Last night was the Graduation Ceremony for the Carey Program. Run by the City of Cambridge’s (MA) Department of Human Services, the Carey Program is a very structured, 9-month opportunity for homeless men, many of them just out of prison, to “become men,” as one speaker said last night. These men live at the Cambridge Y where they report to Carey Program counselors and advisors weekly; meanwhile they’re looking for work and, with assistance from the Program, find a place to live.
Because 2 of the men from Friends Meeting’s meals-and-sharing circle were graduating, David, I and three others from the circle went too. As had been predicted earlier in the evening by Cambridge’s mayor (Denise Simmons; she’s impressive!) and others, the speeches given by each graduate after he’d received his certificate were powerful, tear-producing, amazing.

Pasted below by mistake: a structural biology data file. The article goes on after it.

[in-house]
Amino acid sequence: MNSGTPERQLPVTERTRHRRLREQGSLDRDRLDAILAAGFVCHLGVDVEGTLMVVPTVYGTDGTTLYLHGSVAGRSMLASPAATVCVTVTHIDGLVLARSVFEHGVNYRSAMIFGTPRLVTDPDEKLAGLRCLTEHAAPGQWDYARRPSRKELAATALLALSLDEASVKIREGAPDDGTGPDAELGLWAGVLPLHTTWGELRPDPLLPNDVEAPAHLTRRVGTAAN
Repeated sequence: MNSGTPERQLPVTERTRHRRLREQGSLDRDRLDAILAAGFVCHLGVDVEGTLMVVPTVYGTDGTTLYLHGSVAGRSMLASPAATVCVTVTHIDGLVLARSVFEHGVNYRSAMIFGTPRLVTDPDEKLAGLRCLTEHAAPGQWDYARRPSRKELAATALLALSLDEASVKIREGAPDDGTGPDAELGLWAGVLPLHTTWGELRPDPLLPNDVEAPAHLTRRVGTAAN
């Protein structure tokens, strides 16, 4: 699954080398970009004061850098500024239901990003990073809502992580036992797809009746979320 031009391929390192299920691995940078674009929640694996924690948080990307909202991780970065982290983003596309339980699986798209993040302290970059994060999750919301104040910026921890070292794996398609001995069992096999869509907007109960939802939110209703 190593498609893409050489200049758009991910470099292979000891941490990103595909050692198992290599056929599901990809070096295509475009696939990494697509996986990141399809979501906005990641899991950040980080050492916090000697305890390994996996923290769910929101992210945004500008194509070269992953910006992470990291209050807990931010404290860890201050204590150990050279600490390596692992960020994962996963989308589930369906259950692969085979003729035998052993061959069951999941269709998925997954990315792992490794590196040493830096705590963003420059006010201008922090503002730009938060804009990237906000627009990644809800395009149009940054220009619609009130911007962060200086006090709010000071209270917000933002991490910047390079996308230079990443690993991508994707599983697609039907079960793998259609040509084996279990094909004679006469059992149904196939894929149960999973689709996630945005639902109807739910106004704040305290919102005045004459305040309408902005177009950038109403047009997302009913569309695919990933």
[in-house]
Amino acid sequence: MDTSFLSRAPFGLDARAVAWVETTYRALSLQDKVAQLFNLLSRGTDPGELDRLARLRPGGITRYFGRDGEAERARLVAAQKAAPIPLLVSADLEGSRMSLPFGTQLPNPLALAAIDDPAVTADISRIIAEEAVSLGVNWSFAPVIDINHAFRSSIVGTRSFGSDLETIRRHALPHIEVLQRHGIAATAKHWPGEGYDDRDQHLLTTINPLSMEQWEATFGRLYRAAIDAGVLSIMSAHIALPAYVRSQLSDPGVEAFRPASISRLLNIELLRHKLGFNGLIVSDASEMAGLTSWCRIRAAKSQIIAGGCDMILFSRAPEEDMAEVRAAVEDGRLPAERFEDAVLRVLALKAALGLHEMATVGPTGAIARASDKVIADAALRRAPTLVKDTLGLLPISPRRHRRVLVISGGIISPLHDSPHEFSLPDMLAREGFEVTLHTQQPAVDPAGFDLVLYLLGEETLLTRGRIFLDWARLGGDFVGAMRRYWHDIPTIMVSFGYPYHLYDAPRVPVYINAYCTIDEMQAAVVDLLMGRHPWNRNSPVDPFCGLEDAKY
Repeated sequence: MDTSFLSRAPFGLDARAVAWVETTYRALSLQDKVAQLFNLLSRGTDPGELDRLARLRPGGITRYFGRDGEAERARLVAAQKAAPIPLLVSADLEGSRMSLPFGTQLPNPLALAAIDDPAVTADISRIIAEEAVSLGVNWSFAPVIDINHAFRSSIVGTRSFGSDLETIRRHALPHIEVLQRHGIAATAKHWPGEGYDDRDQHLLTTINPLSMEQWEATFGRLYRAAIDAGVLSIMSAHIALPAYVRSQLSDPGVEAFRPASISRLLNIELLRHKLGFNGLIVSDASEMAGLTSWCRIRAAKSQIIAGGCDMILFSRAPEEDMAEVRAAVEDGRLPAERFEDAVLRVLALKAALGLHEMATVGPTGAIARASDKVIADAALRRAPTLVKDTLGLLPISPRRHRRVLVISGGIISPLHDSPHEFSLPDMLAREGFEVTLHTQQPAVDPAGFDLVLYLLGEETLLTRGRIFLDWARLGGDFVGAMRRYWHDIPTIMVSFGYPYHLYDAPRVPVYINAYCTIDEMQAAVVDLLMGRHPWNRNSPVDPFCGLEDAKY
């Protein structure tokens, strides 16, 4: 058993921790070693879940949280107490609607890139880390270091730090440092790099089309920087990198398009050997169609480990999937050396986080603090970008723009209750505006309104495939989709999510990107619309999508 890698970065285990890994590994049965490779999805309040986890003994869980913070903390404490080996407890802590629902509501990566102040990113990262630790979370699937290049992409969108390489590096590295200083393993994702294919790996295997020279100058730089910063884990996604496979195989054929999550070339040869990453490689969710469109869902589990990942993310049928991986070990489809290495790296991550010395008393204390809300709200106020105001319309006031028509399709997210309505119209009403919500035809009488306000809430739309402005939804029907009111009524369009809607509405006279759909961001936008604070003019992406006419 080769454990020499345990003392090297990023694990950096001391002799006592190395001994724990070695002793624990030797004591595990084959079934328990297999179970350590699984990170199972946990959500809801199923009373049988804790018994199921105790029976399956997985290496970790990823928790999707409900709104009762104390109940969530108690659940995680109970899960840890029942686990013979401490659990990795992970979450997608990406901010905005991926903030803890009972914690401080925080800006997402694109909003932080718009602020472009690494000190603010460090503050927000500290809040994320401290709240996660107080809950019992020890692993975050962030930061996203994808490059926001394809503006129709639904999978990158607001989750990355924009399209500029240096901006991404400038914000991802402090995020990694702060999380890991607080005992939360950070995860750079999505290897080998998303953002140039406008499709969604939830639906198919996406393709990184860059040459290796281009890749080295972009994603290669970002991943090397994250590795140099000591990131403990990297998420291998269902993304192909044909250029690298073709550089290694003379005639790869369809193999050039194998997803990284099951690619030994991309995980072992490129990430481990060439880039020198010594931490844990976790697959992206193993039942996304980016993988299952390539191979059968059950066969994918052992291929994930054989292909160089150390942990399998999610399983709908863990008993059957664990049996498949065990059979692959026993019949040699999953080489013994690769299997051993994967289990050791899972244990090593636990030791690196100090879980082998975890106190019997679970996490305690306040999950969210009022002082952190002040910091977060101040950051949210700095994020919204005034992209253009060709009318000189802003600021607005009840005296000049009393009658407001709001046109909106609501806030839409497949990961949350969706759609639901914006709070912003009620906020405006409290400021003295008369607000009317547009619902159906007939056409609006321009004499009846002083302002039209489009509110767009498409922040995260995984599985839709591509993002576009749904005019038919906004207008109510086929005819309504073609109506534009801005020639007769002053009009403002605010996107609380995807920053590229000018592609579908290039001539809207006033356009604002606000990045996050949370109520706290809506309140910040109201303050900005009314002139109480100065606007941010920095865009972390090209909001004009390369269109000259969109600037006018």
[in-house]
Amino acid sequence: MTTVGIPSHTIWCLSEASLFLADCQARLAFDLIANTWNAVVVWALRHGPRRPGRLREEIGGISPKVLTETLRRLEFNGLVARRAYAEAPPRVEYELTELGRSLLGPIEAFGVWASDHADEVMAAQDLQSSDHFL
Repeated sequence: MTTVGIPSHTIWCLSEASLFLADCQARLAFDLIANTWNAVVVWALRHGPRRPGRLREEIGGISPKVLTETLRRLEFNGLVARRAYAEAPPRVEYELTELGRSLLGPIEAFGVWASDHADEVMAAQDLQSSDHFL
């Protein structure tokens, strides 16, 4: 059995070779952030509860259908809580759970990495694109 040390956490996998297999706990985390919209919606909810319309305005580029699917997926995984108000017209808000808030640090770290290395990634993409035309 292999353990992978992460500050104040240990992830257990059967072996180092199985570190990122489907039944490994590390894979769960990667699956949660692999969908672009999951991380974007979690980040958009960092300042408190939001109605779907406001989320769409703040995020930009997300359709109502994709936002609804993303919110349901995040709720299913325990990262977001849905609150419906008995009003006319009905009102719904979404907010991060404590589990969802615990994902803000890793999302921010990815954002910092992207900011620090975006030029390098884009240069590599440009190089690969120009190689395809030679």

What struck me was the same thing that struck me when I taught homeless students: How much having a spiritual life plays a leading role in recovery, survival, making it. “God put some beautiful people in my life,” the first graduate stated. He was followed by graduate after graduate thanking God, asking for a moment of silence, etc.
Years ago I was asked to talk to Harvard Education School students who were taking a look at why some students hang in there and others just give up and fail. When I mentioned my observation that homeless students who had some kind of spiritual life seemed to fare better than those who didn’t, they didn’t seem all that interested.